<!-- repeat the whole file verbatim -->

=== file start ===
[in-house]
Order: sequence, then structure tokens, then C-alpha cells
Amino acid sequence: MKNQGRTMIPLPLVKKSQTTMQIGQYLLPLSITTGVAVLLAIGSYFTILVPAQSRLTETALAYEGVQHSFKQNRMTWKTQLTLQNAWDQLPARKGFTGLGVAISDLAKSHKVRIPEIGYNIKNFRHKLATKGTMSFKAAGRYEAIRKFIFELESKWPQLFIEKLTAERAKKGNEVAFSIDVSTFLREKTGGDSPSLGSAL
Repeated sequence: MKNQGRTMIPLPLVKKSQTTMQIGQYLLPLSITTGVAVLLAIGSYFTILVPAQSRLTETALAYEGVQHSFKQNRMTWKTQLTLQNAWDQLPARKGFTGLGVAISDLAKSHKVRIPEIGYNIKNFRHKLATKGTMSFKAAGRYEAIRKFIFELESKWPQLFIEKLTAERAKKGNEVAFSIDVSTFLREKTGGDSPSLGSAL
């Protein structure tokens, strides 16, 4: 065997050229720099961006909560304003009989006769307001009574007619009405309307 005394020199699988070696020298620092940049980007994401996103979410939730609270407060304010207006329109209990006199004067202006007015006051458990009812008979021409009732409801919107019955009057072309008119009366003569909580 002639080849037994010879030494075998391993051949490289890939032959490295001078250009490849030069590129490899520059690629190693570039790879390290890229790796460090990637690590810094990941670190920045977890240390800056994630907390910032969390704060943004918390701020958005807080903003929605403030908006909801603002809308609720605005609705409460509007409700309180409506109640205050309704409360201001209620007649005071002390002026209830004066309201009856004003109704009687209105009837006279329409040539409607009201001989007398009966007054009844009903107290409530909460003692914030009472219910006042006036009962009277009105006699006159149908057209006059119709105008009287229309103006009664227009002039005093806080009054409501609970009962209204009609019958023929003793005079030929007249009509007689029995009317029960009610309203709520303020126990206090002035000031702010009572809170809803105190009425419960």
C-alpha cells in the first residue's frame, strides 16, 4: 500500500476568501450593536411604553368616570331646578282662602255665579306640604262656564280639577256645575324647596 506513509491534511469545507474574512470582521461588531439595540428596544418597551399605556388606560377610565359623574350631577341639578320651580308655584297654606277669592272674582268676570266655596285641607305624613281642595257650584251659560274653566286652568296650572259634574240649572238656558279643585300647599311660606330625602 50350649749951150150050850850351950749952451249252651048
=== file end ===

[in-house]
Order: sequence, then structure tokens, then C-alpha cells
Amino acid sequence: MKNQGRTMIPLPLVKKSQTTMQIGQYLLPLSITTGVAVLLAIGSYFTILVPAQSRLTETALAYEGVQHSFKQNRMTWKTQLTLQNAWDQLPARKGFTGLGVAISDLAKSHKVRIPEIGYNIKNFRHKLATKGTMSFKAAGRYEAIRKFIFELESKWPQLFIEKLTAERAKKGNEVAFSIDVSTFLREKTGGDSPSLGSAL
Repeated sequence: MKNQGRTMIPLPLVKKSQTTMQIGQYLLPLSITTGVAVLLAIGSYFTILVPAQSRLTETALAYEGVQHSFKQNRMTWKTQLTLQNAWDQLPARKGFTGLGVAISDLAKSHKVRIPEIGYNIKNFRHKLATKGTMSFKAAGRYEAIRKFIFELESKWPQLFIEKLTAERAKKGNEVAFSIDVSTFLREKTGGDSPSLGSAL
């Protein structure tokens, strides 16, 4: 065997050229720099961006909560304003009989006769307001009574007619009405309307 005394020199699988070696020298620092940049980007994401996103979410939730609270407060304010207006329109209990006199004067202006007015006051458990009812008979021409009732409801919107019955009057072309008119009366003569909580 002639080849037994010879030494075998391993051949490289890939032959490295001078250009490849030069590129490899520059690629190693570039790879390290890229790796460090990637690590810094990941670190920045977890240390800056994630907390910032969390704060943004918390701020958005807080903003929605403030908006909801603002809308609720605005609705409460509007409700309180409506109640205050309704409360201001209620007649005071002390002026209830004066309201009856004003109704009687209105009837006279329409040539409607009201001989007398009966007054009844009903107290409530909460003692914030009472219910006042006036009962009277009105006699006159149908057209006059119709105008009287229309103006009664227009002039005093806080009054409501609970009962209204009609019958023929003793005079030929007249009509007689029995009317029960009610309203709520303020126990206090002035000031702010009572809170809803105190009425419960």
C-alpha cells in the first residue's frame, strides 16, 4: 500500500476568501450593536411604553368616570331646578282662602255665579306640604262656564280639577256645575324647596 506513509491534511469545507474574512470582521461588531439595540428596544418597551399605556388606560377610565359623574350631577341639578320651580308655584297654606277669592272674582268676570266655596285641607305624613281642595257650584251659560274653566286652568296650572259634574240649572238656558279643585300647599311660606330625602 50350649749951150150050850850351950749952451249252651048